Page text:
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Orangeyes Daily Articles for Wednesday for Football

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Welcome to National Meatball Day!

Meatballs are probably a gift from the heavens—there are early recipes for meatballs are found in ancient Chinese, Arabic and Roman texts—and every culture seems to have their own version! Beef, pork, and veal are most popular, but they can be made with chicken, fish or even vegan. Let’s all rejoice on March 9 in honor of National Meatball Day.

SU News

Syracuse begins spring football; nowhere to go but up (AP; Kekis)


Dino Babers is starting the most important year of his tenure at Syracuse. With only one winning season under his belt in six years, there's pressure to get it right again.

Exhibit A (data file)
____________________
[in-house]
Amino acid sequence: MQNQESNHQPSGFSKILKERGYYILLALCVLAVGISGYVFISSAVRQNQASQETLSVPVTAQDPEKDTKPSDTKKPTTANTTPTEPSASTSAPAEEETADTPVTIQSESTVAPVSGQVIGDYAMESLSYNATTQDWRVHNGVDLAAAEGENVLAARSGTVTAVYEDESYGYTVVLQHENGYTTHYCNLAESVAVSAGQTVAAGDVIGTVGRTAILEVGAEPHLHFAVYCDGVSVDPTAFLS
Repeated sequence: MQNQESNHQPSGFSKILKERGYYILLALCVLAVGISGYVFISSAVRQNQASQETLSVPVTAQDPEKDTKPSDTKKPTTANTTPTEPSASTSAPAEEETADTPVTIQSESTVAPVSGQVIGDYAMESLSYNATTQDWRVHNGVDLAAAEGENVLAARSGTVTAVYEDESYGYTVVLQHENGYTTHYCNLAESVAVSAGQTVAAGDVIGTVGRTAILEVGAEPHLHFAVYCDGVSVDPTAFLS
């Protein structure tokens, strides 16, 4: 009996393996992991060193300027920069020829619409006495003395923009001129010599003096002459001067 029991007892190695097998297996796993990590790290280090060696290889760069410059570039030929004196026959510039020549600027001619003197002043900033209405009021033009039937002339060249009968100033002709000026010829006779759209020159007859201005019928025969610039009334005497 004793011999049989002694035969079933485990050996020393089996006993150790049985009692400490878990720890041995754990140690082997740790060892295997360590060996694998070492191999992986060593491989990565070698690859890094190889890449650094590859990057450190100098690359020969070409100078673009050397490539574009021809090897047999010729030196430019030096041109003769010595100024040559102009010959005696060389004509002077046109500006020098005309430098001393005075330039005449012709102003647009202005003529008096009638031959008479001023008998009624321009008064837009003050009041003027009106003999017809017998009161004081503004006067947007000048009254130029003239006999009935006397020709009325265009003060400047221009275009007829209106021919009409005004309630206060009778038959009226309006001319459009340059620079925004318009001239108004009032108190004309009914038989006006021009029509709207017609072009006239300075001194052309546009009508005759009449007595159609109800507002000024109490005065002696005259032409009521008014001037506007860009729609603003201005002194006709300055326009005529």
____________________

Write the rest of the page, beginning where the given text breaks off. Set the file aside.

Two days into spring camp, things are in high gear and there's been lots of change.

"There's been some change, which is good," Babers said Monday after practice. "New ideas out there. Those guys are grabbing it very, very quickly. They're learning new stuff. I think so far, so good. It's only the second day out, but they're going to get better."

Syracuse was one win shy of securing a bowl game berth last season with three games left on the schedule and lost all three to finish at 5-7 overall and 2-6 in the Atlantic Coast Conference for the fourth time in Babers' tenure. That left his Syracuse record at 29-43, 15-35 in the ACC.

The stumble to the finish prompted a revamping of the staff in late December. Babers fired offensive coordinator Sterlin Gilbert and brought in Robert Anae from Virginia to take his place. Syracuse also hired former Virginia quarterbacks coach Jason Beck after the sudden resignation of head coach Bronco Mendenhall.